Two months ago we reported on the foundation of a new Chapter of Benedictine Oblates at St John’s Abbey, Collegeville, MN. The chapter, under the patronage of St. Benet Biscop, was established for those who value the Anglican patrimony and especially the ecclesiology and ecumenism of Anglicanorum coetibus.
The facebook page of St Benet Biscop Chapter is now pleased to announce that the first oblate candidates have been enrolled in three separate ceremonies across North America on the Feast of the Baptism of the Lord, 10th January 2016.
In Victoria, British Columbia, Canada, Ordinariate priest Father Don Malins of the Fellowship of Blessed John Henry Newman was enrolled by Fr. Carl Reid.
In Minnesota, Bishop Michael Smith, the Episcopal bishop of North Dakota (!); Father Stephen Hilgendorf, Anglican Rector of the Church of St. Dunstan, St. Louis Park, MN; Father William Brenna, Associate priest at the Catholic parish of St. Patrick, Hudson, MN; Colleen Shannon and Marty Shieve were enrolled at St. John’s Abbey. Don Wortham, who was unable to be present, will so0n be enrolled himself.
And then in California, Father Jack Barker, well known from the Pastoral Provision, now Assistant priest at the Ordinariate Church of Blessed John Henry Newman, Irvine, was enrolled at Queen of Life Chapel along with Froilan Diaz, Greg Herr, Michael Carter, Karen Lee-Thorp, Sandy Fryling. Christopher Kinsman, who had to be away, will soon be joining them.
Congratulations to these first fourteen Oblate candidates as they embark on their way of Benedictine life!
Regarding Oblate candidates, the website of St. John’s Abbey explains:
“Deciding that you want to be an oblate, you participate in an initial brief ceremony and become an oblate candidate. During the ceremony, you receive a blessed medal of St. Benedict along with the Rule of St. Benedict, and you commit yourself to the oblate life.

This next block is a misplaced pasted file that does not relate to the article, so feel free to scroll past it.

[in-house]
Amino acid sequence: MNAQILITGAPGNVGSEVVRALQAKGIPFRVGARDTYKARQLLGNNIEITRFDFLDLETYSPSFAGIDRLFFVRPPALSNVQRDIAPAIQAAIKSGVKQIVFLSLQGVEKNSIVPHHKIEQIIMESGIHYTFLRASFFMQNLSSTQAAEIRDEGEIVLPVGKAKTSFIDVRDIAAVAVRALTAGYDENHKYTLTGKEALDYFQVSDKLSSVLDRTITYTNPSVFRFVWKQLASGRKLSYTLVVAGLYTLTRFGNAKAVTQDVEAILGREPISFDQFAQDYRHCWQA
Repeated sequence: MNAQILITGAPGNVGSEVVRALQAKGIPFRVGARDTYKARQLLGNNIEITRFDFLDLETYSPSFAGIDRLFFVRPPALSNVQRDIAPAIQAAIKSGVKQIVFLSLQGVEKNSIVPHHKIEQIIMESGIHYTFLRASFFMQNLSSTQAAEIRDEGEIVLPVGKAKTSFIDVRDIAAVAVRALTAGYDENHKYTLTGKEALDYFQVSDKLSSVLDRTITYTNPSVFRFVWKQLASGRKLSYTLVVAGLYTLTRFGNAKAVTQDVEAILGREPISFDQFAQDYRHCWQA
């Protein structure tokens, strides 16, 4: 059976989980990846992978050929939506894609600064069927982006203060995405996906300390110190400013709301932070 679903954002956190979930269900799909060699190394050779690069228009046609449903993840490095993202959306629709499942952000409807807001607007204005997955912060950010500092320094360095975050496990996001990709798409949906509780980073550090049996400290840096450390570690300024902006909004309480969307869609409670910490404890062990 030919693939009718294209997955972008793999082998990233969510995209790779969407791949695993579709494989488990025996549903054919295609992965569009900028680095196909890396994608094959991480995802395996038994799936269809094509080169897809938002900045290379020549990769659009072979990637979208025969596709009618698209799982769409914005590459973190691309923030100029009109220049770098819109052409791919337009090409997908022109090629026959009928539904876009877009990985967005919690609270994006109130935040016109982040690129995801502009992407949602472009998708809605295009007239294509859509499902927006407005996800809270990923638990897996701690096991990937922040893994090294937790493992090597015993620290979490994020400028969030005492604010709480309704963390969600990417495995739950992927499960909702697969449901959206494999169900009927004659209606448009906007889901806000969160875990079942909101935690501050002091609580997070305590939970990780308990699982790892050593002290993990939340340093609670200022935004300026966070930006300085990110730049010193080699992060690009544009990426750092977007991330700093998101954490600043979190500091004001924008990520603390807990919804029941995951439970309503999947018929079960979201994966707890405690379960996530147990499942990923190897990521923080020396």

During the next year or more, you continue to be formed in the practices of living a life inspired by the Rule of St. Benedict, i.e., praying the Divine Office, attending the monthly oblate meetings as you are able, participating in one or more oblate retreats, and studying Benedictine spirituality.
In a brief ceremony similar to the candidate ceremony, you make a final oblation (promise) to serve God and be guided by the Rule of St. Benedict. You sign the final oblation form as a witness to your promise.”
Anyone who is inspired by this story and would like to explore the possibilities of becoming a Benedictione oblate of the Anglican patrimony, wherever they may be in the world, should contact Brother John-Bede Pauley OSB at firstname.lastname@example.org .
P.S. Brother John-Bede has just sent us the following eMail, which gives a little more information:
On the feast of St. Benet Biscop, I write to let you know that members of the inaugural St. Benet Biscop Chapter of the Benedictine Oblates of St. John’s Abbey, Collegeville, were enrolled as oblate candidates this past weekend. … This Anglican-patrimonial group includes members of the Ordinariate of the Chair of St. Peter. In keeping with the ecumenical mission of Anglicanorum coetibus, the chapter’s members also include members of the Anglican communion who wish to deepen ecumenical dialogue (especially given the place of the Anglican patrimony in the Catholic Church thanks to Anglicanorum coetibus) and to grow in the wisdom of the Rule of St. Benedict. In addition to receiving the enrollment certificates from members in Minnesota and North Dakota, I’ve received certificates from seven members of Blessed John Henry Newman Church in Irvine, California and one from the Fellowship of Bl. John Henry Newman in British Columbia. I expect more certificates to arrive soon from New Jersey, Georgia, Tennessee, and Texas.
Here at St. John’s Abbey, we celebrated, on Sunday, Mass according to the Divine Worship Missal (for the first time, for most of us) and Evensong, which included the Enrollment Ceremony directly before singing the Magnificat. I concede that the number of firsts we juggled (first celebration according to the new missal; first time to sing a new setting of the ordinary of the Mass; etc.) made things a bit precarious at moments. But the mysterium tremendum of it all shone through.
May God who has begun this good work in us bring it to completion.